Starring: Casey Affleck, Michelle Williams, Kyle Chandler
Director: Kenneth Lonergan
Kenneth Lonergan, the writer of Gangs Of New York and Analyze This, gets to showcase his directing chops too in this drama about a man drowning in loss, who is surprised to become the guardian of his nephew when his brother suffers from a heart attack.
It’s one of those films that could be incredibly heart warming. And plot wise it reminds me a lot of many a chick lit best seller, but with two major twists: there is no redemption here, and the guy is a total jerk.
Casey Affleck plays Lee Chandler, a man who works as a janitor and appears to have very little emotion, other than to break out into fights in bars. He’s clearly severely depressed. But why? Flashbacks throughout the film show his relationship with a wife (Williams) and three children who are no longer around, and his relationship with his brother and nephew in Manchester. When his brother (Chandler) dies suddenly, he returns to his old home town and discovers that he’s been made the guardian of his 16 year old nephew. And also that he can’t escape the past.
But here’s the thing: when he was with his wife and kids, he did things like tell them that he wished he was still single, have parties on weeknights til 2 am and then ridicule his wife when she objected, allowed people do use cocaine in his house where his children are… I mean, you could tell he was partly joking about being single again, but…. Well, he feels pretty sorry for himself when he does get his wish. But I found it pretty hard to be sorry for him.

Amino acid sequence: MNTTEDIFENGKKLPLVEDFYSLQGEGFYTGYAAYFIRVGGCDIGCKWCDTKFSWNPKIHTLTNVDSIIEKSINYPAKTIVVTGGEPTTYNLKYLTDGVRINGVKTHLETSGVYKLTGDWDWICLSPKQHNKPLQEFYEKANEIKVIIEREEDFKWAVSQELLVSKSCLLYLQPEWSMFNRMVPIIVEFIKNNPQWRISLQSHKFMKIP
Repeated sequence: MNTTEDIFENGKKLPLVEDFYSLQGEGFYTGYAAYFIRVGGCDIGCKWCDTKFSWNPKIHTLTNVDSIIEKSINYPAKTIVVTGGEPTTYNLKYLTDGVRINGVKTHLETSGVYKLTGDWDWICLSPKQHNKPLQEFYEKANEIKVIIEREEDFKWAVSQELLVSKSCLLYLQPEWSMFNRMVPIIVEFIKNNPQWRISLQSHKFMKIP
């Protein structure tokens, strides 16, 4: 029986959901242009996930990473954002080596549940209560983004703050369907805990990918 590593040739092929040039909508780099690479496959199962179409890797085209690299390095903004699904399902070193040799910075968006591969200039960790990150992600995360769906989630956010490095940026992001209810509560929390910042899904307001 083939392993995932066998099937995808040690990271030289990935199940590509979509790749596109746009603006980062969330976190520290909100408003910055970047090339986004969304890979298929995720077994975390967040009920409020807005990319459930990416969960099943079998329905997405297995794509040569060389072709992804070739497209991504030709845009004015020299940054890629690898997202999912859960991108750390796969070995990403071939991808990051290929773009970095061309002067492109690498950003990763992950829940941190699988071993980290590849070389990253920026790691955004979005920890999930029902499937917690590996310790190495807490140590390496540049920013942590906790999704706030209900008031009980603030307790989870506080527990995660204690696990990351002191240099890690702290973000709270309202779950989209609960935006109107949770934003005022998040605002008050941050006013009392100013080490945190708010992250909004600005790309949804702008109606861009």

So, when he gets custody of his teenage nephew (who is a total creep) does he learn life lessons and redeem himself? Well, actually it’s not that kind of film. And I respect that. It’s more real. Some things you don’t get over.
It’s a pretty hard film to watch, mostly because for me it was hard to care about Lee and his nephew as soon as you realised that they weren’t decent people. I was not at all invested. A lot of people have said that for them it was a hard film because it’s so relentlessly depressing, and there’e truth to that too.
But it wouldn’t be fair to not point out that it’s an excellently crafted film. Lonergan is clearly a talented director, and I look forward to his future work. The camera work is incredibly beautiful, the film is long, but well paced, and the performances are all excellent. It all makes sense, looks good, and fits together well. It’s not a bad film. It’s just that it didn’t make me feel much other than frustration.
See It If: it’s up for an Oscar, and some of you will appreciate this film, some of you won’t.